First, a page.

Do you really think The BBC would attack the unity of the UK Government? Would newspapers like the Mail and the Telegraph lavish praise on Brussels whilst simultaneously seeking to undermine their own national government? Of course they wouldn’t.

Every news bulletin, interview and headline would be presented from the perspective of the UK. The vote would be honoured and support for troops would flow, but be in no doubt that the UK public would know deployment would be in sufferance.

Scotland doesn’t have its own media and thus our objection to the bombing of Syria isn’t echoed or reflected by the media we are compelled to consume. The attacks on Alex Salmond, who used a well-worn phrase [turn in his grave] in order to criticise Hilary Benn’s conversion to war-monger, was indicative of a media hell bent swimming against the tide of Scottish public opinion.

Benn voted in favour of bombing Syria just days after stating his opposition.

So wedded to an anti-SNP agenda are elements of the media that it can’t even acknowledge the glaringly obvious constitutional repercussions of the Syria vote. When the SNP suggested that dragging Scotland into a conflict against its wishes strengthened the case for independence, it was turned on its head as can be seen from the headline displayed at the top of this article.

Colonial

Scotland’s political media has a colonial mindset. It can’t back our democratically elected representatives because they are SNP MPs. It is unable to reflect the views of the Scottish people back at us if these views undermine the Union.

Instead, the legitimacy of these MPs to speak on behalf of Scotland is questioned. Take a look at the clip below and marvel at the behaviour of BBC Scotland presenter Gordon Brewer.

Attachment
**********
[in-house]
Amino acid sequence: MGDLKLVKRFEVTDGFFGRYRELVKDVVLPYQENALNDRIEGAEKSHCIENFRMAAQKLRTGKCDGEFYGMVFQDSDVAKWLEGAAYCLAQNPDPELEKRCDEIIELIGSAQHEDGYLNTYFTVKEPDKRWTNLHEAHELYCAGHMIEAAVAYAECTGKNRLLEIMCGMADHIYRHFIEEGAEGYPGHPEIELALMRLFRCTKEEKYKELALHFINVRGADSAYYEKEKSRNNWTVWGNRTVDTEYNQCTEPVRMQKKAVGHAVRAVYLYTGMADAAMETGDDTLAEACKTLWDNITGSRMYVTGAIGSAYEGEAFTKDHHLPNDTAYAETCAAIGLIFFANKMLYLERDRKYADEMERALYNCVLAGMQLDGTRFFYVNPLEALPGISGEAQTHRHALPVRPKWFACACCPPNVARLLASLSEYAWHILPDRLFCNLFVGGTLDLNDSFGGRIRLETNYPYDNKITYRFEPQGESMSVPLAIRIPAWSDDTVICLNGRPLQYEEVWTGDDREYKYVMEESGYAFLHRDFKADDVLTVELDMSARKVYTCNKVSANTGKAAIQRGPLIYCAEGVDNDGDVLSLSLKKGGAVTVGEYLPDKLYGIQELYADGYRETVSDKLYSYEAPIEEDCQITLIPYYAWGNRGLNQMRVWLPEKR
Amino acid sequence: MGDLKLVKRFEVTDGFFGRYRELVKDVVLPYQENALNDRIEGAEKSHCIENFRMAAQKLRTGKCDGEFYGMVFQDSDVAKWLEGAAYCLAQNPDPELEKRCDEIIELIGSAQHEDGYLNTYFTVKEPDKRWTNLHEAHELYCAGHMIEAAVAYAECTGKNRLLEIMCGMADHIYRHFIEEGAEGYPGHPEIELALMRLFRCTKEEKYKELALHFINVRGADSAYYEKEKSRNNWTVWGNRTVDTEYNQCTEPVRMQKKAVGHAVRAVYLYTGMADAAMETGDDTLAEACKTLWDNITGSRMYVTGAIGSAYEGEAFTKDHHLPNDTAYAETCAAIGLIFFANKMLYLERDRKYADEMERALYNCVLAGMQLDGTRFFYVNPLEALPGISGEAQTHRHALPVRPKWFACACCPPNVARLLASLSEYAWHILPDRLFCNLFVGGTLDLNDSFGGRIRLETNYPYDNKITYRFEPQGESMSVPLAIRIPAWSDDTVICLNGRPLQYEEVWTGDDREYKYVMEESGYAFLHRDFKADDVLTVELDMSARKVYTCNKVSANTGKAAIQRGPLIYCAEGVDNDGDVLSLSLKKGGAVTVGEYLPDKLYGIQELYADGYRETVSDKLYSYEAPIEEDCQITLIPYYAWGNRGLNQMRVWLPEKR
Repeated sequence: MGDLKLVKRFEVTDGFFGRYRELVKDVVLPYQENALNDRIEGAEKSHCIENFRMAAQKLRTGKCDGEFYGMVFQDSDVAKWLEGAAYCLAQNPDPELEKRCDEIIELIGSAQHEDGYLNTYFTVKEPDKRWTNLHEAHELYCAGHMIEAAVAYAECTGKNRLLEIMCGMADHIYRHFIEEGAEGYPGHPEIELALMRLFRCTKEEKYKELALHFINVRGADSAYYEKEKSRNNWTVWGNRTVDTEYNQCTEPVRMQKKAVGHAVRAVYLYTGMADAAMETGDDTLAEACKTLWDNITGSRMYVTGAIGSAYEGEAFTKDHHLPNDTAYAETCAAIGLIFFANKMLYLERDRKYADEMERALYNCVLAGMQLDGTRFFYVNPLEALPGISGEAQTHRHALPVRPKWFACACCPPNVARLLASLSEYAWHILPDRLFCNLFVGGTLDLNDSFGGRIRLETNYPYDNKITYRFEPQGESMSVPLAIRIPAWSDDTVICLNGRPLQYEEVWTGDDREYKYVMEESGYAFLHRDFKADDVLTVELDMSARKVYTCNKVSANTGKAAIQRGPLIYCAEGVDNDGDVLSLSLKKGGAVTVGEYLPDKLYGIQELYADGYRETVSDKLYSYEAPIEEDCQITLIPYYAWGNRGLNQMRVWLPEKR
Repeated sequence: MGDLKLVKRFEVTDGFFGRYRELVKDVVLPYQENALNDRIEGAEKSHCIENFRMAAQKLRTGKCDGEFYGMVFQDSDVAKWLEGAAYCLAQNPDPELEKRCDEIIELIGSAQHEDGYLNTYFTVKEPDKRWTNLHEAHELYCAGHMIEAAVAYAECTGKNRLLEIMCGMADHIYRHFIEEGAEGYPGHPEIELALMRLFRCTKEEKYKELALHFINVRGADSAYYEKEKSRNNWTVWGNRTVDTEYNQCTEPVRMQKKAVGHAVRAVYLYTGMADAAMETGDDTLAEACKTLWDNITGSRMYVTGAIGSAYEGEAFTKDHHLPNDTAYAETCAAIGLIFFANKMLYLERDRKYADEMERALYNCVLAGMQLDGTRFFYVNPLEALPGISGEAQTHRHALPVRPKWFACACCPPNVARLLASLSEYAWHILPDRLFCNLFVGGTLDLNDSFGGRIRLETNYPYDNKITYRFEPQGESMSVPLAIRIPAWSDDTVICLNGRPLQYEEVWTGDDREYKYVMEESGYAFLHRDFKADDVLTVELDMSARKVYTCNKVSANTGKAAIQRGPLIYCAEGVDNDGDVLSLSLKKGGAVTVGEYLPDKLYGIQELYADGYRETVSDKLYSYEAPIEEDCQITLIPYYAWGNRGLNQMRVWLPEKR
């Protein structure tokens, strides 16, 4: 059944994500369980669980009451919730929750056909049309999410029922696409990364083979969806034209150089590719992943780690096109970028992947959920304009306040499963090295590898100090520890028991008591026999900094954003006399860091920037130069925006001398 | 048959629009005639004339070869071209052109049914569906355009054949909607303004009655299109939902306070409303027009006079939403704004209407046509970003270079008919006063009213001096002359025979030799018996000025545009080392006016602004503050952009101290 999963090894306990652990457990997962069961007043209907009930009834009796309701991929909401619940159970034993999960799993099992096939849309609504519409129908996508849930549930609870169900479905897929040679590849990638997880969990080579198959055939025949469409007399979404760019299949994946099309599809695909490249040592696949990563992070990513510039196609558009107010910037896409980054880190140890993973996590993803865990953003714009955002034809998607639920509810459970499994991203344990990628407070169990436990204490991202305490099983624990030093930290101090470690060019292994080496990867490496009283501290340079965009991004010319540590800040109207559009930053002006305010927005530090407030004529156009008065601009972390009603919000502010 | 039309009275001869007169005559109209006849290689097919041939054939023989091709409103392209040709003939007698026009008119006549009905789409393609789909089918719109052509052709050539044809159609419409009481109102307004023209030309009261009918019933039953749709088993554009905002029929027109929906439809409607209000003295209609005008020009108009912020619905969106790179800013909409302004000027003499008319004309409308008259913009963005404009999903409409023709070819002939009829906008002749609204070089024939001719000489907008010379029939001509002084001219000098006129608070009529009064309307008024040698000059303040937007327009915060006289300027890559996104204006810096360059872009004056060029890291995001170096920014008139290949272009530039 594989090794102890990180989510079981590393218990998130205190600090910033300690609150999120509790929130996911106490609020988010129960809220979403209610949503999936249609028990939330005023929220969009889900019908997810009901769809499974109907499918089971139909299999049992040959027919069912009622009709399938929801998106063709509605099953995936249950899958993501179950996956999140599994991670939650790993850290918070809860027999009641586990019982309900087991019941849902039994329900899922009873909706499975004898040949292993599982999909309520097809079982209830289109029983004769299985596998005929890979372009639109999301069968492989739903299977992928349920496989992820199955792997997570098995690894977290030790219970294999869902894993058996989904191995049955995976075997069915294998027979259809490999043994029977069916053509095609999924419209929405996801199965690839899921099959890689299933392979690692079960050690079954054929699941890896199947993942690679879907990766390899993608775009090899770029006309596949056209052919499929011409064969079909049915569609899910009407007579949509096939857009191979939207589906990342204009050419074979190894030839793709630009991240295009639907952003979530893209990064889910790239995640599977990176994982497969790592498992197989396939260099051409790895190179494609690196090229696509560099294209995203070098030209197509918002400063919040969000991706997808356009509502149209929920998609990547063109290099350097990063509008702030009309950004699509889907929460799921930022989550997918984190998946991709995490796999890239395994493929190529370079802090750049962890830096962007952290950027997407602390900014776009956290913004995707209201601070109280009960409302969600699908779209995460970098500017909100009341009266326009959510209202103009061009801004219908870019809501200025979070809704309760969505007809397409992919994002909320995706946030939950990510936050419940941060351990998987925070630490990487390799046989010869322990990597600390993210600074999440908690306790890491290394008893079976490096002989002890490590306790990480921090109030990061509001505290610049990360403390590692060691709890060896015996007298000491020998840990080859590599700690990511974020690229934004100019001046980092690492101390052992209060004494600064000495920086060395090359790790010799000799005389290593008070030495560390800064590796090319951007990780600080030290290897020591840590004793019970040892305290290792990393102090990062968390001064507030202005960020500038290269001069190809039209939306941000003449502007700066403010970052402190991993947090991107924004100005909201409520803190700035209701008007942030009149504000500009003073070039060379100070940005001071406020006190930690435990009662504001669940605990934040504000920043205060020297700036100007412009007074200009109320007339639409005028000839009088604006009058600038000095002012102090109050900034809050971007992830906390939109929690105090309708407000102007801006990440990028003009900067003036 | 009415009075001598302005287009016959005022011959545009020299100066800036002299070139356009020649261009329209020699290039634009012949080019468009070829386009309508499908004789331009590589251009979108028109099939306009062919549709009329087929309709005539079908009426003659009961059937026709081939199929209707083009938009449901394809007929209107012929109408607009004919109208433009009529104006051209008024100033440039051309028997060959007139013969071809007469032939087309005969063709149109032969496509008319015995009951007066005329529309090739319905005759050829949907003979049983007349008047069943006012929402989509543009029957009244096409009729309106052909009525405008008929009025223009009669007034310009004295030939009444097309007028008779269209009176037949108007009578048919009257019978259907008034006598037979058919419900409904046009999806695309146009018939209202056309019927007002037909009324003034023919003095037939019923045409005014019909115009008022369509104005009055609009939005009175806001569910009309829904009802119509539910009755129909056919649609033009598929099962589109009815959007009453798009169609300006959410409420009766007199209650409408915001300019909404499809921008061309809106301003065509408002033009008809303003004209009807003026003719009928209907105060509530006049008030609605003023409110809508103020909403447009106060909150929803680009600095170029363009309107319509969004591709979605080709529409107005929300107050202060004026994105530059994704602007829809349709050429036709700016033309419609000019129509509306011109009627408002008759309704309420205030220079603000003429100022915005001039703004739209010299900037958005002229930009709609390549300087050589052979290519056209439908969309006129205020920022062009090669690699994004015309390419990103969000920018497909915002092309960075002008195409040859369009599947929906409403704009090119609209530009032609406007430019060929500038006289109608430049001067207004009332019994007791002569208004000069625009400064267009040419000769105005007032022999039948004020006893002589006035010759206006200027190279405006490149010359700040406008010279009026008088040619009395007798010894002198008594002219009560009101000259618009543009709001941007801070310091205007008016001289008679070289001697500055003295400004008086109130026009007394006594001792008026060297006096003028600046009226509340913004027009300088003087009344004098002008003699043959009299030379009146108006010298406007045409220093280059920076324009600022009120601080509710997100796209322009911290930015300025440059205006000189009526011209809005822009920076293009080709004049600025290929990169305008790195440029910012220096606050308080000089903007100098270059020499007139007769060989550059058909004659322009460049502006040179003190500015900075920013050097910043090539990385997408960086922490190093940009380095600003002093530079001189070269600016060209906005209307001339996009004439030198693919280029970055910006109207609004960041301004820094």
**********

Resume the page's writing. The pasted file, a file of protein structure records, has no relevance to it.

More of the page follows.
Brewer’s performance is a hectoring and haranguing masterclass. SNP MP Stephen Gethins is barely allowed to talk at times as the BBC Scotland presenter pushes his twin agenda, which is that the SNP doesn’t speak for Scotland at Westminster [who does then?] and its opposition to bombing in Syria is hypocritical.

Against the backdrop of media attacks and innuendo about the SNP, there’s been nary a question asked of our Secretary of State, David Mundell. I for one would have liked to hear his explanation for David Cameron’s claim of 70,000 soldiers ready to take on Daesh. But a colonial media isn’t going to put the Viceroy in the dock.

There are decent journalists in Scotland, of course there are. But they don’t write the headlines and they don’t set the agenda. They work for a media machine that is steered from outwith Scotland. They are tolerated just as long as they don’t bite the hand that feeds them.

A recent appeal which aims to produce a documentary based on my book ‘London Calling: How the BBC stole the Referendum’ reached almost three quarters of its £20,000 total.  Filming is currently underway, but funding is tight.  Anyone wishing to donate can still do so by clicking here. G.A. Ponsonby.